Welcome back to On the Daily, where we contextualize economic data, and market moves using our research process. Let’s start by looking at major FX moves versus the dollar:

The dollar was broadly weaker last week, with gold showing the most strength. Looking at this through the lenses of our Currency Bloc analysis:

We see a similar trend, but the Yuan Bloc (think Asia FX) continued to see outflows. The most important marginal change to the current environment on newsflow was the emergence of a “no-deal” at the OPEC+ meeting. The most immediate effect of the breakdown is that, unless an agreement can be salvaged, the Organization of Petroleum Exporting Countries and its allies won’t increase production for August. That will deprive the global economy of vital extra supplies as demand recovers rapidly from the coronavirus pandemic. As of now, this hasn’t translated into a huge outperformance for oil on the daily/weekly level, but we expect this tightening supply dynamic to boost higher oil:

This is given a backdrop of accelerating growth across the globe in the near term, according to our economic forecasting models:

Therefore, the reflation trade, i.e., higher commodities, continues to look fundamentally supported. We show this trade from the perspective of our Trading Tools Report:

As a refresher on our lenses:

  • Trading Range: These ranges represent a trading bank within which a currency should trade based on multiple market factors. If we are long- prices above the upside range indicate the asset is expensive, and prices below the downside range suggest that they are cheap and vice versa if we are short.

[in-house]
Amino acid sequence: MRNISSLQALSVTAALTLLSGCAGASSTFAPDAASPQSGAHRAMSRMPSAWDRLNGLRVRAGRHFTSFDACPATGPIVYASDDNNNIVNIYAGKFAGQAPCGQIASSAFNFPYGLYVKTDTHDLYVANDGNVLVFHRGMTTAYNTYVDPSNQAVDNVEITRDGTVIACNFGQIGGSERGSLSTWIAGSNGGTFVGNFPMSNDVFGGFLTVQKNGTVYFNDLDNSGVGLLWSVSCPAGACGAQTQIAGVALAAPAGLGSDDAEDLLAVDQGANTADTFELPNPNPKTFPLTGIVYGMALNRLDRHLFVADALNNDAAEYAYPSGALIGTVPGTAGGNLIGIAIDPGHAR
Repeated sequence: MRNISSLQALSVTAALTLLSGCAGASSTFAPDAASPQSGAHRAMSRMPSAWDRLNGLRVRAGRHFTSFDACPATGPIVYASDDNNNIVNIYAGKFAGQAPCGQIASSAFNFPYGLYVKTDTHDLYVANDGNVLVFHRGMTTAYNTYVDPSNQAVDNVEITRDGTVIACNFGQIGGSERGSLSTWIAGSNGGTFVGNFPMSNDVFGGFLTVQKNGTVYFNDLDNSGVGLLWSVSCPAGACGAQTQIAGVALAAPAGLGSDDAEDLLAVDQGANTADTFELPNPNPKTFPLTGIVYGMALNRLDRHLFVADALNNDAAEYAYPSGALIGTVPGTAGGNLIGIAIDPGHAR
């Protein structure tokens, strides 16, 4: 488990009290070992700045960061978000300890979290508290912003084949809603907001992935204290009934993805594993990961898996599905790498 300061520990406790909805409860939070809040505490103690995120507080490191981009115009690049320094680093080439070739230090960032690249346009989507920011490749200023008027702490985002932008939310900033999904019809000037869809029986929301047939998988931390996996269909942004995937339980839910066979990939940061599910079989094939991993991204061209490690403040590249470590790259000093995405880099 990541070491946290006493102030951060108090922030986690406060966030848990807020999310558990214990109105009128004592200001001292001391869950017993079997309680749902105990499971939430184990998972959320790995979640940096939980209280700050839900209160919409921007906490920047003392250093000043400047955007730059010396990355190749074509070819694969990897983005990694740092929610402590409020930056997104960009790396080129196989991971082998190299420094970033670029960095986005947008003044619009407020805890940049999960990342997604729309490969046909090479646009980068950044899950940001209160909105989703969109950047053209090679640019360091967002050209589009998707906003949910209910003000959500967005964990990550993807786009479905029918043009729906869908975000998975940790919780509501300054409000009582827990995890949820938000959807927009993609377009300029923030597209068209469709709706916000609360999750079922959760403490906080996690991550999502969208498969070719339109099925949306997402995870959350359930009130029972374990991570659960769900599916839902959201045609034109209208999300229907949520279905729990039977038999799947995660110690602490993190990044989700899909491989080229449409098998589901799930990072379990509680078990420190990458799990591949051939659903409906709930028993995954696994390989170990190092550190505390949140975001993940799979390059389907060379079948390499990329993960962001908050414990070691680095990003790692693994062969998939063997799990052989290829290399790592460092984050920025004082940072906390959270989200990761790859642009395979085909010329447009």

• Year-to-Date Returns: This is the price performance of a given currency over the course of the current calendar year, in percentage terms. We also compare the current price to the 52-week high and low for reference.
  • Price Momentum: This looks at cumulative rolling returns for a selected lookback period.  Positive momentum is good if we are long and bad if we are short. 
  • Implied Volatility Discount/Premium: This tells us what the market expects in volatility relative to the history of volatility. If we are long a currency, we typically want market implied volatility to be higher than historical volatility and vice versa if we are short.

As a reminder- it is not just enough to have the technical tools we provide here daily. You need to know the fundamental developments in markets that are driving these moves promptly. Head to https://www.fxdd.com/mt/en to get access to our research and analysis!